Within the genre of performance photography, these are unposed performance photographs. Unposed in that Giles’s subjects are unaware of his presence. Seemingly the performer in these images is also unaware of the other musicians around them, and are even unaware of the audience. Mostly we don’t see the wider stage.
Giles tells me he aims for unposed moments that will capture something typical about the performer – typical either in gesture or body language, or the opposite: something out of the ordinary. But in effect, what he does, in my opinion, is something far more mysterious and beautiful and extraordinary.
We follow Giles as he like some kind of Alice, takes us through the looking glass to show us life on the inside of the performing artist, inside their very own world of sound.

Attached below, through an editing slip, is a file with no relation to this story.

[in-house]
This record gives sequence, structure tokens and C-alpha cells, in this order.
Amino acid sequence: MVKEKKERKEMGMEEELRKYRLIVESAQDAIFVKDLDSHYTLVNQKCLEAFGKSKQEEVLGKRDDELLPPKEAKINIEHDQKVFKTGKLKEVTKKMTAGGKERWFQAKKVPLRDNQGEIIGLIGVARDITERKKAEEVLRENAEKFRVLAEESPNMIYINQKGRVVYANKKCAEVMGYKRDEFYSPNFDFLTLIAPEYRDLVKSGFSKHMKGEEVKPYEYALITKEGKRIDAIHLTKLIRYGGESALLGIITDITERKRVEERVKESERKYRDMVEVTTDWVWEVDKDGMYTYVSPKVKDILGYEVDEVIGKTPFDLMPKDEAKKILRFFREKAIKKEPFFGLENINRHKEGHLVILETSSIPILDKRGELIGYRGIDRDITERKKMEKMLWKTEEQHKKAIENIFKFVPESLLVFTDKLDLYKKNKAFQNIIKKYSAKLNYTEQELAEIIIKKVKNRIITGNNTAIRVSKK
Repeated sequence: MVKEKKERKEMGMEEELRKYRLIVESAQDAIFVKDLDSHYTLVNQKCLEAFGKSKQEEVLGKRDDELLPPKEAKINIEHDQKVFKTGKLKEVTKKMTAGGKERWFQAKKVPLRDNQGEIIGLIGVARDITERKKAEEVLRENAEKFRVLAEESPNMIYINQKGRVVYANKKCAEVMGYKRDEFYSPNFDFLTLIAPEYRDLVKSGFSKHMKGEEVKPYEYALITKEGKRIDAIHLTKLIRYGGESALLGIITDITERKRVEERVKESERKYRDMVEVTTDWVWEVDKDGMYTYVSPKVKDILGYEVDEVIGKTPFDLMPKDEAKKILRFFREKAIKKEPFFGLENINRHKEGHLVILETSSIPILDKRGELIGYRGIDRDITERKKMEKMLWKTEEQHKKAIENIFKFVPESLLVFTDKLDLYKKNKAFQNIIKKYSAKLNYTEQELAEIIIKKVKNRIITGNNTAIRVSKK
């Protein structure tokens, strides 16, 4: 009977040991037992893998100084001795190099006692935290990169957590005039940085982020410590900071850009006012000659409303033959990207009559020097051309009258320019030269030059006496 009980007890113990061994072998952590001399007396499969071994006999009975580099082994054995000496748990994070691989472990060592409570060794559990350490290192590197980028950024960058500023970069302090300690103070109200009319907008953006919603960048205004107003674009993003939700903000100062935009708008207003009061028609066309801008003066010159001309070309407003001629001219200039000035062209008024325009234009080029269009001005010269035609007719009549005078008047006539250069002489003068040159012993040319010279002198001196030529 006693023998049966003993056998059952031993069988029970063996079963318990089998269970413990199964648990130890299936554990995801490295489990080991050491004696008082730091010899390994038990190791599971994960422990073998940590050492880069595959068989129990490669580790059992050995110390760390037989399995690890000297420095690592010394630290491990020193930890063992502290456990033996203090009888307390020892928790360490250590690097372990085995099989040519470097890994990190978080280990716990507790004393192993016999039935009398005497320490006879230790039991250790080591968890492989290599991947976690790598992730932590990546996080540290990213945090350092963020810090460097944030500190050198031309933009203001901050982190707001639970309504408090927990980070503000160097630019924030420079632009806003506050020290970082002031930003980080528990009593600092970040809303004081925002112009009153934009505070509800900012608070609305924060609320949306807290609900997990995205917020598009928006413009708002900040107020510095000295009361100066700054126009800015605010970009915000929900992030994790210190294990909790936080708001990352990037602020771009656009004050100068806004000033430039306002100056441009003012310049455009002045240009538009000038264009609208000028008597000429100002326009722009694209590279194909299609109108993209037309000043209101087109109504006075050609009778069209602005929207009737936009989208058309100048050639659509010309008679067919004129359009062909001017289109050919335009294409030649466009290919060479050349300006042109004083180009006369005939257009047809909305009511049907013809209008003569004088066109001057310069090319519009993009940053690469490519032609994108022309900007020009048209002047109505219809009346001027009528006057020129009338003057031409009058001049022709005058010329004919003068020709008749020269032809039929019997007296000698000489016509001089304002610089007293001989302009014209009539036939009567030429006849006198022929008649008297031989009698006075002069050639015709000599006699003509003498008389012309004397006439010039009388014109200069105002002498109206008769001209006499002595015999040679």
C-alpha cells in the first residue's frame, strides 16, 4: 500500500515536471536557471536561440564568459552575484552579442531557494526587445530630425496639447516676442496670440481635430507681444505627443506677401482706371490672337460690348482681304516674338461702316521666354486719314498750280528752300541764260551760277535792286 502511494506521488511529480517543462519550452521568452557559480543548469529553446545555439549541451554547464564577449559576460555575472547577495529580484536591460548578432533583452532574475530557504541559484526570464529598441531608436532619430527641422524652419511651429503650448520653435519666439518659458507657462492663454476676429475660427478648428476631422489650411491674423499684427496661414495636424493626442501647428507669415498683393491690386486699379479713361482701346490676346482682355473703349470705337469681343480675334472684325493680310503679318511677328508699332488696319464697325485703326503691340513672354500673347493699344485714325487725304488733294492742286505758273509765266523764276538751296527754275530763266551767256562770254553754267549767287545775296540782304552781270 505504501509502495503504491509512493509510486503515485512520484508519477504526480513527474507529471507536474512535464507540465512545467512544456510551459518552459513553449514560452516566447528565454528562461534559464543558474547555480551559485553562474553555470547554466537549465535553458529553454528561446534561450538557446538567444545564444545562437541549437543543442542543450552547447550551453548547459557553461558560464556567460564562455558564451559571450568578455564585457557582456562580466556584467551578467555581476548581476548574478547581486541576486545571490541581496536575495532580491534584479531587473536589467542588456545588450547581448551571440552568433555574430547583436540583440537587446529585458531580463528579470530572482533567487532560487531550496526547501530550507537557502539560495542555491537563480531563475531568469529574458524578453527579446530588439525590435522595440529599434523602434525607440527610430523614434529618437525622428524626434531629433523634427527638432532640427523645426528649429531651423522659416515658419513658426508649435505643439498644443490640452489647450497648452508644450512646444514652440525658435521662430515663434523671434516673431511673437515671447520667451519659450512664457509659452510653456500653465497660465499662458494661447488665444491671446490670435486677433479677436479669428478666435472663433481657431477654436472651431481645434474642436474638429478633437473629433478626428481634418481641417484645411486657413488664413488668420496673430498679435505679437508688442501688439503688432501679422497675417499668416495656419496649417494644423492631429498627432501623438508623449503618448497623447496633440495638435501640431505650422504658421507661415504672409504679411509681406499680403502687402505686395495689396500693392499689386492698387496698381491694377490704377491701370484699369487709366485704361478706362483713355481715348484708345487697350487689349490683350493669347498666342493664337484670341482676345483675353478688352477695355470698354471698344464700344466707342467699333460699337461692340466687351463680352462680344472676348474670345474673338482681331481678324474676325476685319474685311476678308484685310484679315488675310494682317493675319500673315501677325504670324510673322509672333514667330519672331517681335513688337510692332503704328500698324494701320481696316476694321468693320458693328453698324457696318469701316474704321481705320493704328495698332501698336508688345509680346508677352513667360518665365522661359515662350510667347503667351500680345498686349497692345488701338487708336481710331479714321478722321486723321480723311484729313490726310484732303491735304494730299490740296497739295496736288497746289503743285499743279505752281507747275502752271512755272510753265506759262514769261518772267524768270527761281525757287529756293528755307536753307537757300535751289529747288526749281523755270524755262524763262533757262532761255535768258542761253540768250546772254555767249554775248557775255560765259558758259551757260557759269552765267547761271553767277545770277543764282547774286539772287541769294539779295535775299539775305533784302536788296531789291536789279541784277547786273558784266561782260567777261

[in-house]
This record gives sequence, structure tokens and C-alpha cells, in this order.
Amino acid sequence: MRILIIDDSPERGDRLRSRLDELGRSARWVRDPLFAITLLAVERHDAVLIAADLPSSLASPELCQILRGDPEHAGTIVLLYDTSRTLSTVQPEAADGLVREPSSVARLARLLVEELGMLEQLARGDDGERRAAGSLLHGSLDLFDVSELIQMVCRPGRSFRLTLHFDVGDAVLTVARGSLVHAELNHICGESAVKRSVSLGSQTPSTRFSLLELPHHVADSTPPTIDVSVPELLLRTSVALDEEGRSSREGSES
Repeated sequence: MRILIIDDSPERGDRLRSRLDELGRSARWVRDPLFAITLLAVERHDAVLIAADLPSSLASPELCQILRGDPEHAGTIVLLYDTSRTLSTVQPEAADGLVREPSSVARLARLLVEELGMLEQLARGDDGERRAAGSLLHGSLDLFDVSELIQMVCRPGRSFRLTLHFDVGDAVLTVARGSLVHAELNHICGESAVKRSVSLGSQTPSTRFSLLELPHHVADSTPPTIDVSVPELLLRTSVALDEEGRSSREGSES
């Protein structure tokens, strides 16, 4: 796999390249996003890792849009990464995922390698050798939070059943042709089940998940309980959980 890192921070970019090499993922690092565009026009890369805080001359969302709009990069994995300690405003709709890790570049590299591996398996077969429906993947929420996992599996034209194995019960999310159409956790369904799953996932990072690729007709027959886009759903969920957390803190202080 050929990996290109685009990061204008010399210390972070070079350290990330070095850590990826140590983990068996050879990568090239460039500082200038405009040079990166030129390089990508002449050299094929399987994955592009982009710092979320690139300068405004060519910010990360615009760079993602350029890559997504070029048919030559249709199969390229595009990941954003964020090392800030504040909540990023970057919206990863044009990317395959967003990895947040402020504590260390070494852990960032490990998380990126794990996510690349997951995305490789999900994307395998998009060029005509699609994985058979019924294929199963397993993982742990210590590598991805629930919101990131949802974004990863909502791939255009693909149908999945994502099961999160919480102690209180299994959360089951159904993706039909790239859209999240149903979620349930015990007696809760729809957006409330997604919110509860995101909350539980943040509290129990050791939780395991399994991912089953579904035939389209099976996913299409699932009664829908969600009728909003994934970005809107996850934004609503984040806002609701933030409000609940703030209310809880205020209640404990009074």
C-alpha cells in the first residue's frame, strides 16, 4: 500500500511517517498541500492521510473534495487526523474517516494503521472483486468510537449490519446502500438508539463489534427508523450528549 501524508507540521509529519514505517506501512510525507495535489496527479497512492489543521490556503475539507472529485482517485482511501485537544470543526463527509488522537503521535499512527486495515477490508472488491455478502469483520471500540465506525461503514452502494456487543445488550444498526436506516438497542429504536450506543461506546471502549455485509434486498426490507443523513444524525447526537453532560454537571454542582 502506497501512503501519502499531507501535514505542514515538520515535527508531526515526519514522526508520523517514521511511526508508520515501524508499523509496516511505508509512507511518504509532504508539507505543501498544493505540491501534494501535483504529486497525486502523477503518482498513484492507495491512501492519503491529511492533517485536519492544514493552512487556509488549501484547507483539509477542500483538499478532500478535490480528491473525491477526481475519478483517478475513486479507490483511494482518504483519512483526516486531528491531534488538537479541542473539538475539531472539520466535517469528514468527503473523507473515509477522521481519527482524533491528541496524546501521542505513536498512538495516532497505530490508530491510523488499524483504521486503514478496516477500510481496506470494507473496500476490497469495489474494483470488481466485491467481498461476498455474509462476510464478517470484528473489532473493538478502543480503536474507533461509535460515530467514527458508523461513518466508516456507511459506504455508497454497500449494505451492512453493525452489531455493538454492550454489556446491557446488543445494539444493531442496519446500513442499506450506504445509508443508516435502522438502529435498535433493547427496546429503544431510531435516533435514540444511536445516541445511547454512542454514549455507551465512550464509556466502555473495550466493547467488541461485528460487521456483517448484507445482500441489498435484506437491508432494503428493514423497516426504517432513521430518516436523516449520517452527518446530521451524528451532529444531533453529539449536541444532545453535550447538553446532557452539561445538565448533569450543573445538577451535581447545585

I know because I have been with him to many of the concerts represented here, that Giles experiences silence at a rock concert: he is so intensely focused on the musicians as he stares down the lens at them, that he sacrifices the very experience you and I have of a rock concert: he sees it – and feels it – instead of hearing it. He leaves everything behind him as he goes right into the lens as far as he can go. Until he is face to face with genius of one kind or another. In the viewfinder he gets right into the powerful energy of a rock concert, into the energy of the performers’ creativity, into the energy of art in the making, as it is happening, All his senses are subsumed to the visual alone: the sweaty, sticky, hot, rainbow coloured, impossibly loud air. I really love his photos. In them we are witness to something both very public and very private all at the same time, in the artist lost in his art, eyes closed, mid-note. On stage but alone. Giving out but retreating.
The result, the visual music we see around us, is the photographer’s interior experience of the performer’s interior experience of their performance. And yet it is shared, with us, now.
To borrow from Margaret Atwood some words she intended to describe the nature of writing: